Here at the Center for Sustainable Development (CSD), we have been working hard to find the best formula for natural nutritious fertilizer that we can make ourselves. We have a passion for decreasing our community’s waste, and have found the following everyday waste products to make exceptional fertilizer for our gardens and our farm. We have come up with a few ways to make biofertilizer which is an effective, non-polluting and non toxic organic fertilizer. The use of biofertilizer has been shown to improve germination rates, resistance and yield of production crops. Additionally, biofertilizer improves the soil texture and moisture retention of soils. Below, find three different methods for making your own biofertilizer at home.
I. Starch Water Biofertilizer
Fermented Starch Water + Milk + Time = Lactic Acid Bacteria (LAB)
Rice and potatoes may not be the first foods you would think work for making effective fertilizer, but the water you use to wash and cook them work extremely well because they can create lactic acid bacteria, which significantly improves soil health by decomposing any organic matter and reducing any chance of unwanted pathogens associated with decaying material. It will also remove foul odours associated with composting and manure. This starchy water will allow the growth of indigenous bacteria and milk will be used to isolate the desired bacteria needed for the best fertilizer possible while the unwanted bacteria will die off.
Personal protective equipment
Glass jars with lids
Rice or potatoes
Cotton clothes/pillow cases
Clean and sterilize every glass jar thoroughly with isopropyl alcohol or vinegar.
Rinse rice in water for 5 minutes or boil potatoes. Fill a glass jar 2/3 with water from either starch and cover with a cotton cloth and elastic band. The cotton cloth allows for air exchange. Place jar outside under a box. The box stops UV sunlight rays from killing the bacteria growing in the water. Let sit for two days.
Take fermented rice or potato wash water and fill 1/10 of new glass jar. Fill the remaining 9/10 of the glass jar with milk. Cover with cotton cloth to allow for air exchange. Place on a shelf with no direct sunlight. Let sit for 5-7 days.
Separate liquid from curds. This liquid is called Lactobacillus. Store LAB serum in glass jars with lids tightened. LAB has a 6 month shelf life.
Dilute 1 tablespoon LAB serum with 1 gallon of water and apply to soil/compost and plants generously. Apply as needed.
II. Organic Material Biofertilizer (e.g. Seaweed, Leaves, Weeds, Fruits, Vegetables, Manure)
The best materials for natural fertilizer can be found in nature itself. Seaweed, leaves, weeds, fruits, vegetables and manure or any other organic material are great for making biofertilizer because they contain macro- and micronutrients, growth-regulating hormones and living beneficial microorganisms. Make sure to keep each type of organic material separate when making biofertilizer however, it is okay to mix the final liquid products together.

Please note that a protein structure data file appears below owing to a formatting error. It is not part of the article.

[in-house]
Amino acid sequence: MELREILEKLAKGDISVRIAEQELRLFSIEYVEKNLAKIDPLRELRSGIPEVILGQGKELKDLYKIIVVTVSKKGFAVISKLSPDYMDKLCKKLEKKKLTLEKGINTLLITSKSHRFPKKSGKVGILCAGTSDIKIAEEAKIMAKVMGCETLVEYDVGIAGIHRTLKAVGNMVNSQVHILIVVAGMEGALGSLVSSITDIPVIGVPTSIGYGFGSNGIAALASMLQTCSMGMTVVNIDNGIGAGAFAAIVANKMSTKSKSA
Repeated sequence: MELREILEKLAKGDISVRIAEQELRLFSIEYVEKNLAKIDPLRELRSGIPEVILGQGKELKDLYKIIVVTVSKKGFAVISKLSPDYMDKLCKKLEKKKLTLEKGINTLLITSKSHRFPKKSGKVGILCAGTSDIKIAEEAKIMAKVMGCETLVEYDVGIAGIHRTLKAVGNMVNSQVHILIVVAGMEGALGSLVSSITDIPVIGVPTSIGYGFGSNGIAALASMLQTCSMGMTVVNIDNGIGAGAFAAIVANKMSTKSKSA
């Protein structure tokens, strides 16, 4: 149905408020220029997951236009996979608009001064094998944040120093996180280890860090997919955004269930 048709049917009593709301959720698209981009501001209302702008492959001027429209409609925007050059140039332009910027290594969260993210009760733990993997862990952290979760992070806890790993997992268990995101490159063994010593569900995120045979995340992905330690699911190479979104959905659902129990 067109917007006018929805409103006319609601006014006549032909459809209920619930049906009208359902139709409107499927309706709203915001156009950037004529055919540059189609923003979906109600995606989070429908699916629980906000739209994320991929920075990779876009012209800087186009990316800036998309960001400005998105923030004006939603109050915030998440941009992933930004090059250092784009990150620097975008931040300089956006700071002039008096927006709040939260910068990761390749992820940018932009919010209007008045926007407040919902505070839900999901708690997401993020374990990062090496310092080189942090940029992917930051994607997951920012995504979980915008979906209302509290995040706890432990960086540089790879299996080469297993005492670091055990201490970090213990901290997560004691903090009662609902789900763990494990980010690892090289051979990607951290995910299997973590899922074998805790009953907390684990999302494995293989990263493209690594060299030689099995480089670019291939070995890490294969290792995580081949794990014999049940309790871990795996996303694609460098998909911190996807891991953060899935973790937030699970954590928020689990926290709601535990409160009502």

- Personal protective equipment
- Plastic bucket
- Organic material for fermenting (e.g. Seaweed, freshly picked leaves, fruits vegetables and manure)
Collect organic material (e.g. Seaweed, freshly picked leaves, fruits, vegetables and manure).
Rinse organic material with fresh water to clean off any debris.
Fill a plastic bucket with cleaned organic material.
Fill the plastic bucket containing clean organic material with fresh water.
Place the lid on the plastic bucket containing organic material and water.
Let the contents in the plastic bucket anaerobically ferment (without aerating or mixing) for 4 weeks or longer.
Once anaerobic fermentation process is complete, separate the remaining organic material from the nutrient-rich water. Store the nutrient rich water in an airtight jar. One can continue steps 4 through 7 with remaining organic material or acquire new organic material.
Dilute nutrient rich water 1 tablespoon with 1 gallon of water and apply to soil generously or spray on plants generously. Apply as needed.
III. Eggshell and Bone Biofertilizer
The chickens we raise on our farm produce over 10,000 eggs a year, and we import even more eggs and meat to satisfy the breakfast, lunch and dinner needs of our students, staff and faculty. We end up with a lot of leftover eggshells and bones! Instead of just throwing these eggshells and bones away, we have found that they are the perfect tools to create healthy and nutritious fertilizer.
These leftovers have been shown to improve vegetative growth, increase in fruit size while preventing environmental stress and fruit drop. Here at CSD, we have seen that these products enable the plant to access more water and nutrients needed before and during the reproductive life cycle.
Personal protective equipment
Glass jars w/ lids
Eggshells & bones
Collect dried eggshells and/or bones and dry them out for as long as possible in the sun or solar kiln before use.
Crush eggshells and/or bones with a mallet and fill a clean glass jar ⅔ full with them.
Fill the glass jar containing crushed eggshells and/or bones with vinegar and loosely place the lid on top.
There will be a reaction - bubbles will rise to the surface (If the glass jar lid is closed tightly the gas build up will break the glass).
Allow the reaction to finish (approximately 24-48 hours) before tightening the glass jar lids for storage.
Dilute 1 tablespoon nutrient rich vinegar with 1 gallon of water and apply to soil/compost and plants generously. Apply as needed.
To get the best results, use all three of the above biofertilizers. We have found that the combination of 1 tablespoon (strained - no solids) of each biofertilizer with 1 gallon of water is the perfect recipe for healthy and nutritious vegetation.